The efforts of Microsoft to pressure the Linux community over alleged and unspecified patents is akin to "patent terrorism", according to a local executive for Sun Microsystems.
Sun, which had some patent troubles of its own with Microsoft until they were resolved in mid-2004, says that Microsoft's recent tactics are "going against the spirit of innovation around software."
In recent times, Microsoft has struck legal agreements with Linux distributors Novell, Xandros and Linspire, pledging not to sue users of these distributions over alleged patent violations -- none of which have yet been tested in a court of law.
In return, the Linux distributions have agreed to varying conditions around the distribution and use of their software -- many of which fly in the face of their open-source heritage.
"What we're seeing though now can be loosely described as patent terrorism, where people are using their patent horde as a threat," said James Eagleton, systems product manager for Sun Microsystems. "It's almost like a cold war stand over tactic; where I have these patents and if you breach these patents, I'm going to come after you and sue you."
"That's totally, from Sun's point of view, going against the spirit of innovation around software. No one, certainly in the OS development community, wants to have these doubts lingering over them, especially users," he says. "No one [wants a situation] where you have to think, if I go and use this open source software, who knows who's going to come after me for damages and claims."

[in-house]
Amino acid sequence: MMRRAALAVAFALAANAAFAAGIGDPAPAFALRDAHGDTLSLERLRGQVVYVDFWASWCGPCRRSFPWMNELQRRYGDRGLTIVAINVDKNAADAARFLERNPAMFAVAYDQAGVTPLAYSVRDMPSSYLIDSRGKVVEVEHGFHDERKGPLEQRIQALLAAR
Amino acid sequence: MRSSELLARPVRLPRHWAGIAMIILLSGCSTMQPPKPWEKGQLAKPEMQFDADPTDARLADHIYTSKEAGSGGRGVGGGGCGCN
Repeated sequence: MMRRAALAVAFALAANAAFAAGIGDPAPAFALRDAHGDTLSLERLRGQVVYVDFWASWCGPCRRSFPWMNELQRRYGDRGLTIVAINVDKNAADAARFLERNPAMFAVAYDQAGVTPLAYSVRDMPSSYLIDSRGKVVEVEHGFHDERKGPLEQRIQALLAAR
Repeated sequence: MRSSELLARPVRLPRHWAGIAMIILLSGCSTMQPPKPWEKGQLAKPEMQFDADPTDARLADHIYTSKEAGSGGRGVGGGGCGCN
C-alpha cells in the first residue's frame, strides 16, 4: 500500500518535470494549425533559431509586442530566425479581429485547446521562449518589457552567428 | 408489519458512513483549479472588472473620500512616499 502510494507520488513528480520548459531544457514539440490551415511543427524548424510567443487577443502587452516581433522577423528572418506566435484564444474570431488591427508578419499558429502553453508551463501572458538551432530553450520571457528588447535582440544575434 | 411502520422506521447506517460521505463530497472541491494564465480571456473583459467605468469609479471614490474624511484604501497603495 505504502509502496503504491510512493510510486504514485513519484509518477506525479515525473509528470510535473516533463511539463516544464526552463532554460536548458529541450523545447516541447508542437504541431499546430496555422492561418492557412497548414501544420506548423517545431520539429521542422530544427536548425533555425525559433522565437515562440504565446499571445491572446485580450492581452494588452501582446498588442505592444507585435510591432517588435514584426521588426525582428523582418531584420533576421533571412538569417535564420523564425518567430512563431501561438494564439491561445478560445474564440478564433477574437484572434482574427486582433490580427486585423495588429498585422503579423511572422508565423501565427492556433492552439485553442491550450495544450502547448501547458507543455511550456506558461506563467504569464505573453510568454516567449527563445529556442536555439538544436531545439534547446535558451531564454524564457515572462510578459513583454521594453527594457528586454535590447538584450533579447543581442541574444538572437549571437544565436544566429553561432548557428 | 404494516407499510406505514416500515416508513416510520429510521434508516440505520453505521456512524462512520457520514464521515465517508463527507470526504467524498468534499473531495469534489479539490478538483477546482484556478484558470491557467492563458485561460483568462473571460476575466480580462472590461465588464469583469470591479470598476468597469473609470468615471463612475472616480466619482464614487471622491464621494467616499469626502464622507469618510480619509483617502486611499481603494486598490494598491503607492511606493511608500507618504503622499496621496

Eagleton says that Sun, and to a lesser degree IBM, have far more palatable approaches to patent protection.
"One of the things that Sun has done with OpenSolaris, for example, has been to put in place an open standards approved open-source licence model -- the CDDL [Common Development and Distribution License] -- that provides indemnification to the users," he said.
IBM has also introduced "non-assert covenants" across a range of standards the company has been involved with, Eagleton said.
Earlier this month, IBM released over 150 patents, in an exercise through which the company claims to "defuse the growing tide of litigation around software IP".
"[IBM] believes that within these standards there are some patents that IBM own, but they're issuing non-assert covenants -- basically a covenant to all the users of that standard -- that IBM will not come after those users," Eagleton explained.
"From Sun's perspective that's a great thing. We've really encouraged IBM to go and do that. In fact it's the same approach that Sun has taken in many of its implementations of standards prior, such as Security Assertion Markup Language (SAML) and certain other areas."
But while he encourages IBM's strategy as a counterpoint to that of Microsoft, Eagleton says there is a "slight sticking point" to IBM's non-assert covenants.
"If you look at the wording, [IBM] talk about this thing called 'necessary claims'," he says. "Basically it leaves a little window of opportunity there where [IBM] can apply a 'necessary claims test' [to prove] whether it was necessary to use that standard and if they could have done it by some other means. It leaves a little window of opportunity to come later on for IBM to follow up with some action."
ZDNet Australia's Liam Tung contributed to this story.